Pixel Perfect

Panel Discussion: Image Sensors - What's next?
Closing the first day of our inVISION Days, Gpixel, Onsemi, Photolitics and Teledyne e2v joined Editor-in-Chief Dr.-Ing. Peter Ebert for a panel discussion regarding the day's main topic 'Cameras'. Together they tried to answer the question: What's next for image sensors?
Ganesh Narayanaswamy 
Ganesh Narayanaswamy (Onsemi)Bild: TeDo Verlag GmbH

What will the standard sensor interface be for the high data rate sensors in the coming years?

Wuyts: I think the industry is craving for a standard. So I don’t think all our customers will like it if every sensor vendor makes their own interface. MIPI becomes faster and faster actually so I think that might be quite a good competitor. I do expect more and more efforts to standardize interfaces. But again, it also depends on the exact total bandwidth that is needed.

Hector: For the small resolution, MIPI is really getting more and more popular. But going to the very big arrays, our customers love using LVDS. It’s much more flexible to choose the surrounding hardware.

Narayanaswamy: MIPI’s progression from where it started to where it’s moving has been phenomenal. With the advent of the CPHY shows its proliferation as a standard and it has definitely taken hold in the industry.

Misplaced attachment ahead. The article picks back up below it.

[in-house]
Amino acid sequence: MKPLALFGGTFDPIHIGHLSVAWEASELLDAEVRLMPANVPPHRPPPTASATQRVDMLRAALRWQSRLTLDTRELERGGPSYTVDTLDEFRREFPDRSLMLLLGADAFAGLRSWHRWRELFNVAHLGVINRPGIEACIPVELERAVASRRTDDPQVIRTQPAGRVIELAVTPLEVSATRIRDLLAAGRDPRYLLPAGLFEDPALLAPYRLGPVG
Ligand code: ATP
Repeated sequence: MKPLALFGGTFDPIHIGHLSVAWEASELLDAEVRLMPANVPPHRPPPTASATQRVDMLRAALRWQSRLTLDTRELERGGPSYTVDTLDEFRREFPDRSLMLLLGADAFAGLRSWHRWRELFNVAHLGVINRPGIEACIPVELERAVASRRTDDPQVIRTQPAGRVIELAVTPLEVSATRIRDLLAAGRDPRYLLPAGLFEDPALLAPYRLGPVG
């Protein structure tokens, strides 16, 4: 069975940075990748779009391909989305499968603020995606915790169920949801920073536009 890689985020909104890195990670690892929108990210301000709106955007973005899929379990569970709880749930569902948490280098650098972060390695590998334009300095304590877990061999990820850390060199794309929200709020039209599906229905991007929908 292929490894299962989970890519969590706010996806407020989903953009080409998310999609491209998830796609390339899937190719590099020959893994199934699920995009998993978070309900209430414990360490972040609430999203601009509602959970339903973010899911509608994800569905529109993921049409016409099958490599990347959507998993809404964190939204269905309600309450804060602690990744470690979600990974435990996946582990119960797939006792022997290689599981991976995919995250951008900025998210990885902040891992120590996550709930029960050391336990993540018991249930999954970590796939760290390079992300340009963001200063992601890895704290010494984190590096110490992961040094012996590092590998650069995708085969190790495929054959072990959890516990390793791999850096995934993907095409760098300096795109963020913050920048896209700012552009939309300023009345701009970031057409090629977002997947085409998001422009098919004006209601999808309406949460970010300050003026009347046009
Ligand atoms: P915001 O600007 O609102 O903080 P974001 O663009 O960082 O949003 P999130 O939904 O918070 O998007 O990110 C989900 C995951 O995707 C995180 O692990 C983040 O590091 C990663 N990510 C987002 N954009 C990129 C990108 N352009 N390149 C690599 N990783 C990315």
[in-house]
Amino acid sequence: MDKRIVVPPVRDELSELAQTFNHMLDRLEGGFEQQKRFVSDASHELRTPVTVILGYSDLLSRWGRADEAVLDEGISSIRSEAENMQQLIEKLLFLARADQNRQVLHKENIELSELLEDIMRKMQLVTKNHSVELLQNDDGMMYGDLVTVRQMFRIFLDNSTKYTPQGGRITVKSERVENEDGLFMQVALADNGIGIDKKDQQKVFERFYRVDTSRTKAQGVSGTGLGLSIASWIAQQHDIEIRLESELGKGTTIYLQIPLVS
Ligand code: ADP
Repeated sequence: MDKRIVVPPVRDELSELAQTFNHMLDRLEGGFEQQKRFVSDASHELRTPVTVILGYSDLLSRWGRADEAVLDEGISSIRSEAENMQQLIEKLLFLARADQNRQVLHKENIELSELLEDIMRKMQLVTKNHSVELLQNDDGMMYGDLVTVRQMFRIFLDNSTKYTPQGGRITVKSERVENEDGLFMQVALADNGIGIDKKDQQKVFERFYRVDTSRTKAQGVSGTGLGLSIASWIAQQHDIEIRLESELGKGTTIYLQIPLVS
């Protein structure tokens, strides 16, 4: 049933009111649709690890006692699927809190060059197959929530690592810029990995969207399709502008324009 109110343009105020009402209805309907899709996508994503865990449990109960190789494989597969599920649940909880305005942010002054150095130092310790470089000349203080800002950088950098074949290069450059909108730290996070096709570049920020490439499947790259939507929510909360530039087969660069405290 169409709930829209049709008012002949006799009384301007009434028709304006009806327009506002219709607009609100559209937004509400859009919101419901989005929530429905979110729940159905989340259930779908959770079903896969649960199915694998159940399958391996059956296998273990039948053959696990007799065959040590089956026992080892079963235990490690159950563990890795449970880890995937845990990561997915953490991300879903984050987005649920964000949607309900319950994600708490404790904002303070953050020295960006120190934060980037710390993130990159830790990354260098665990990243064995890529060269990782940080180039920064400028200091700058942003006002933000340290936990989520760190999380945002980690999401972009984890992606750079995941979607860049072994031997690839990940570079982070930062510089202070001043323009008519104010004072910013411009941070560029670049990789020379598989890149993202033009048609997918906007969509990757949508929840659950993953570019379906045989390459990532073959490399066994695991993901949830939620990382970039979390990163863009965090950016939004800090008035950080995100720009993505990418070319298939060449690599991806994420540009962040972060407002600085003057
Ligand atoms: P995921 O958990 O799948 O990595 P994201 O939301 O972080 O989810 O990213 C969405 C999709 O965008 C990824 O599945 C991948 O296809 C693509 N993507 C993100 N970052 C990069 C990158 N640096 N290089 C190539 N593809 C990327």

Increased bandwidth and resolution are impressing but what about power consumption?

Wäny: We see more and more that the total system power is approaching thermal limits. But on the processing side we really take advantage of the main electronics technology progress with voltage going down. We have much more power efficient vision processing modules that will do much more operations than five years ago. The interfaces are definitely more efficient in terms of power per bit. But all in all, the power is still increasing if you increase resolution and speeds.

Hector: I think the paradigm is changing a little bit: Before, we used to have this one sensor which was very often big and fast to fulfill all the needs, and then we were adapting at the system level. Today, having sensors which are dedicated for a specific application opens a real space for innovations.

Wuyts: Tying into that, what is also an interesting trend is wafer stacking, which becomes more and more available for lower volume applications. So then you can actually do some processing on the image sensor itself and as a consequence, you don’t need to transfer all the data to other systems. So I think there are already some examples in the industry, for example 3D profile applications, where they do local processing on images. The question is of course, what do you do on an image sensor or what do you do more efficiently on a FPGA? If you want to keep it generic, it’s always very application-specific.

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